The rebound effect, Achilles’ heel of energy efficiency?

Rebound effect, electricity consumption, energy efficiency, renewable energy, home automation

Today the energy world is facing three major challenges. First, growing global energy demand, mostly driven by developing countries, and the increasing scarcity of resources inevitably cause a rise in energy prices. Second, growing environmental concerns and ecological awareness push for an overhaul of existing energy production systems, allowing for a higher share of renewable energy sources in the mix as well as a cut in greenhouse gas emission. Third, the recession puts a burden on household, business and public budgets and is an incentive to reduce energy consumption.

In this context, energy efficiency is increasingly considered by experts and policy-makers worldwide as a means of achieving the necessary transition towards sustainable energy systems. By reducing energy production needs, thus making renewable sources more viable; by cutting energy bills for countries as well as consumers, therefore fighting fuel poverty; and by lowering final energy consumption, thus mitigating some greenhouse gas emissions, among other things, it seems that energy efficiency can only be beneficial. However, its strength can prove to be a weakness, since by enabling users to cut their energy bills, energy efficiency actually often allows for higher final energy consumption levels, due to the so-called “rebound effect”.

What is the rebound effect?

In economics, the rebound effect (or take-back effect) refers to an increase in consumption of a good when its price goes down. In other words, the saving resulting from lower prices is partly or even completely offset by excess spending. Since the 1980s and the Khazzoom-Brookes postulate, the rebound effect has been used in energy economics: higher energy efficiency paradoxically drives energy consumption up, thus offsetting all or part of the expected saving. In the chart below, the rebound effect is accounted for by the shift in energy service (ES) isoquant curves from ES to ES’ following the shift in budget constraint curves from C to C’ induced by an increase in energy efficiency. The difference between expected gross energy savings and net energy savings equals the rebound effect. In practical terms, it means that, for instance, one would heat their home more after buying a more efficient heater.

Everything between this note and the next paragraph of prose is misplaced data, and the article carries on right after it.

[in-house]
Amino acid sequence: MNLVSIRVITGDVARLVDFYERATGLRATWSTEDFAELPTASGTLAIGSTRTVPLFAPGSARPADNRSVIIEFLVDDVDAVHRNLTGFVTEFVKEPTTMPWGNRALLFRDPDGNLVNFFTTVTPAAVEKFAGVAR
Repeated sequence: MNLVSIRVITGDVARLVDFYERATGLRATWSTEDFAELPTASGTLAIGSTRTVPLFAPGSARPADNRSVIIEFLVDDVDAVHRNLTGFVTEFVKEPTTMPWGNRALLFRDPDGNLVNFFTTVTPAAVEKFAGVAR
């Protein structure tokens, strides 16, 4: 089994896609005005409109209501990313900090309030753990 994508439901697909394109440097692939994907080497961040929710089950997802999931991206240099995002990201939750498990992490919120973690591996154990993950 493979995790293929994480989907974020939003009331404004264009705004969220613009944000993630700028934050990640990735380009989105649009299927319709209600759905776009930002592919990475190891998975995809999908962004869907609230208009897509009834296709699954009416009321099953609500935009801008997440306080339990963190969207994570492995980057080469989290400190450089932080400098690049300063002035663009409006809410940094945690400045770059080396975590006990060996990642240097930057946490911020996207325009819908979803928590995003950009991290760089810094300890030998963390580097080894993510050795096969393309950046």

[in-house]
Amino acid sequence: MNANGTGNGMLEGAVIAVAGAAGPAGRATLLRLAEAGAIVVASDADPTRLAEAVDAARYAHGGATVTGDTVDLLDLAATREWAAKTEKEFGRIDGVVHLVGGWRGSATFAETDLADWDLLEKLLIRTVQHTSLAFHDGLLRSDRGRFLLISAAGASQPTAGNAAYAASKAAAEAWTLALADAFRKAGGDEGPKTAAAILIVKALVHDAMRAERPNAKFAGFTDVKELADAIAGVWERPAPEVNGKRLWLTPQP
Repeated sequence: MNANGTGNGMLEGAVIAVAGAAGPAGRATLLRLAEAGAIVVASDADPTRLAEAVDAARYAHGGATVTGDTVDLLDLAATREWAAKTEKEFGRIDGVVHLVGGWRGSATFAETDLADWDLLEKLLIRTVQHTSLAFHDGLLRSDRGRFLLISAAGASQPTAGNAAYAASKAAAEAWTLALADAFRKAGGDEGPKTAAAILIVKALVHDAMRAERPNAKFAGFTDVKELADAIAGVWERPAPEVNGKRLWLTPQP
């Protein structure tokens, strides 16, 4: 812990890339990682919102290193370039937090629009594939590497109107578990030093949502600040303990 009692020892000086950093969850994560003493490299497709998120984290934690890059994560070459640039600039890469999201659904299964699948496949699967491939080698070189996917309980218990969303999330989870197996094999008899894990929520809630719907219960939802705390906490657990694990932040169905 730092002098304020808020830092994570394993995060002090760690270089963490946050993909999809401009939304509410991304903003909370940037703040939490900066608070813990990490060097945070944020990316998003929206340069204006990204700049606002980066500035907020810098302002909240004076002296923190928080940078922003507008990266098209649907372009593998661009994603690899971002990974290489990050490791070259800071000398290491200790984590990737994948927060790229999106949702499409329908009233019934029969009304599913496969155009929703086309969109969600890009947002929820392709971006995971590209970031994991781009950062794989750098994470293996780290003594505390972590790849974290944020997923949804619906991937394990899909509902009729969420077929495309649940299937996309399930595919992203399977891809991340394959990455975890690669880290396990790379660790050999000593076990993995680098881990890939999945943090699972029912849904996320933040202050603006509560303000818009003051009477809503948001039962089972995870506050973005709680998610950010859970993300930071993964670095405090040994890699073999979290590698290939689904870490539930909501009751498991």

Rebound effect, electricity consumption, energy efficiency, renewable energy, home automation

Source : GIRAUDET, « Les instruments économiques de maîtrise de l’énergie : Une évaluation multidimensionnelle », 2011.

Increasing energy efficiency can also entail indirect rebound effects; although these take various forms for households, businesses or the global economy, they all refer to an increase in energy expenditure outside the area where energy savings were achieved in the first place. For instance, the energy spent in order to produce consumption goods whose purchase was made possible by savings resulting from the increasing energy efficiency of other goods is an indirect rebound effect which partly offsets the expected gross energy savings.

Fighting rebound effect through active energy efficiency

In France, active energy efficiency in the tertiary and residential building sector (which makes up the second largest energy spending area next to transportation) could help save between 13 and 20 billion euros with current technology, and even more in the years to come. Relying on automated energy consumption monitoring systems, it could also offset all or part of the abovementioned rebound effect.

Contrary to other energy-spending sectors such as transportation, energy consumption elasticity in the building sector is rather low. In other words, consumers are more prone to using alternative means of transportation in order to drive fewer miles per year and save money than, say, turning the heat on fewer days. In this context, the direct rebound effect that can be observed in energy consumption in buildings depends less on how much the need for energy service is met (i.e. the answer to the question: “Is my home warm enough?”) than on behavioural shifts due to a lack of attention or sluggishness (McKinsey Global Energy and Materials, 2009): except for the poorest households whose energy service needs are still unmet, it is as though a lower energy bill encouraged users to waste more energy, for instance by leaving the heat on with no one home or a window open.

A 2009 study by French consumer research centre Crédoc showed that budget concerns prevail over environmental concerns in households’ choice to cut energy consumption. As a consequence, when the budgetary constraint is removed, energy-saving behaviours are abandoned. Active energy efficiency, by empowering users and turning them into active players, aims at fighting the rebound effect and making energy savings last, via active monitoring systems regulating consumption areas such as heating, hot water, air-conditioning or lighting.

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